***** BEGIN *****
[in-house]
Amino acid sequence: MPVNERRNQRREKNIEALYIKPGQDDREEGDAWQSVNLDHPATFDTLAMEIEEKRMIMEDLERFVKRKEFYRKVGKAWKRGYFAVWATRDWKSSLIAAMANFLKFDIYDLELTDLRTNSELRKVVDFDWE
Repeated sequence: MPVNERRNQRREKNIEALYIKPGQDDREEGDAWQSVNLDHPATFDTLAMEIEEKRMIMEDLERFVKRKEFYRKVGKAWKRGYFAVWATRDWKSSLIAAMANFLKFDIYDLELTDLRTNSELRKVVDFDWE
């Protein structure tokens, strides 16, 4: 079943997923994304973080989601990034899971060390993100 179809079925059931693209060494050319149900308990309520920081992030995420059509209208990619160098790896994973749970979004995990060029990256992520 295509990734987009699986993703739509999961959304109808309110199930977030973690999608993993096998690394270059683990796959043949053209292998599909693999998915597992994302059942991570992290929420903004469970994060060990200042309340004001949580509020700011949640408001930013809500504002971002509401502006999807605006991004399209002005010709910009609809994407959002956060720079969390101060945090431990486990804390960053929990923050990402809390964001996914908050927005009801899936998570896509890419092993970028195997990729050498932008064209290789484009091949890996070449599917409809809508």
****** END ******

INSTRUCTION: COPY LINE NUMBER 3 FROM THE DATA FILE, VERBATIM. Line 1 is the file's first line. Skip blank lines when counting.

Repeated sequence: MPVNERRNQRREKNIEALYIKPGQDDREEGDAWQSVNLDHPATFDTLAMEIEEKRMIMEDLERFVKRKEFYRKVGKAWKRGYFAVWATRDWKSSLIAAMANFLKFDIYDLELTDLRTNSELRKVVDFDWE